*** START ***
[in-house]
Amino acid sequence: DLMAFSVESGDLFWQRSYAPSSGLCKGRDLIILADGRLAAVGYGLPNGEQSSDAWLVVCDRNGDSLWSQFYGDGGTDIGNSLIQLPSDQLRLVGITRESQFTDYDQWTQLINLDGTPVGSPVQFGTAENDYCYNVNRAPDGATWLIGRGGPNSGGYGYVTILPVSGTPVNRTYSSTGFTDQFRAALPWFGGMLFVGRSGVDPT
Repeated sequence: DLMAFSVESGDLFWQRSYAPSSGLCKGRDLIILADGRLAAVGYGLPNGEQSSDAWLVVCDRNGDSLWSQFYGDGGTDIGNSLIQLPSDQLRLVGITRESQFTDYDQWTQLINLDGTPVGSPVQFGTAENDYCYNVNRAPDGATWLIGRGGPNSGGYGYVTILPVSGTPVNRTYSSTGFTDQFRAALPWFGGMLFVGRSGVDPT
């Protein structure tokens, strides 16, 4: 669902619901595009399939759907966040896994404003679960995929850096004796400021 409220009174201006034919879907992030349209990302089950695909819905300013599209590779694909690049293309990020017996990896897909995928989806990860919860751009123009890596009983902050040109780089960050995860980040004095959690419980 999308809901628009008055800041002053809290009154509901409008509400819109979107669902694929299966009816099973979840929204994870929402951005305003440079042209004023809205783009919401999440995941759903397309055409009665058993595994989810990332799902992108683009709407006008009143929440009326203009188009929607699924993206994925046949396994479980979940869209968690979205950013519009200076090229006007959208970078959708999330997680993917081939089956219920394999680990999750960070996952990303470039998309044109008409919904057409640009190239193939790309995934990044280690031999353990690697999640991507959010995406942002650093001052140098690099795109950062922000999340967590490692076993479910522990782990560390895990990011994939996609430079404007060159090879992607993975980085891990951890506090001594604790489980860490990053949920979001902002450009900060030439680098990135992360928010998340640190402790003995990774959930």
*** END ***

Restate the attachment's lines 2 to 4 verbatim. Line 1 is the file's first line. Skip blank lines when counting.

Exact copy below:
Amino acid sequence: DLMAFSVESGDLFWQRSYAPSSGLCKGRDLIILADGRLAAVGYGLPNGEQSSDAWLVVCDRNGDSLWSQFYGDGGTDIGNSLIQLPSDQLRLVGITRESQFTDYDQWTQLINLDGTPVGSPVQFGTAENDYCYNVNRAPDGATWLIGRGGPNSGGYGYVTILPVSGTPVNRTYSSTGFTDQFRAALPWFGGMLFVGRSGVDPT
Repeated sequence: DLMAFSVESGDLFWQRSYAPSSGLCKGRDLIILADGRLAAVGYGLPNGEQSSDAWLVVCDRNGDSLWSQFYGDGGTDIGNSLIQLPSDQLRLVGITRESQFTDYDQWTQLINLDGTPVGSPVQFGTAENDYCYNVNRAPDGATWLIGRGGPNSGGYGYVTILPVSGTPVNRTYSSTGFTDQFRAALPWFGGMLFVGRSGVDPT
């Protein structure tokens, strides 16, 4: 669902619901595009399939759907966040896994404003679960995929850096004796400021 409220009174201006034919879907992030349209990302089950695909819905300013599209590779694909690049293309990020017996990896897909995928989806990860919860751009123009890596009983902050040109780089960050995860980040004095959690419980 999308809901628009008055800041002053809290009154509901409008509400819109979107669902694929299966009816099973979840929204994870929402951005305003440079042209004023809205783009919401999440995941759903397309055409009665058993595994989810990332799902992108683009709407006008009143929440009326203009188009929607699924993206994925046949396994479980979940869209968690979205950013519009200076090229006007959208970078959708999330997680993917081939089956219920394999680990999750960070996952990303470039998309044109008409919904057409640009190239193939790309995934990044280690031999353990690697999640991507959010995406942002650093001052140098690099795109950062922000999340967590490692076993479910522990782990560390895990990011994939996609430079404007060159090879992607993975980085891990951890506090001594604790489980860490990053949920979001902002450009900060030439680098990135992360928010998340640190402790003995990774959930």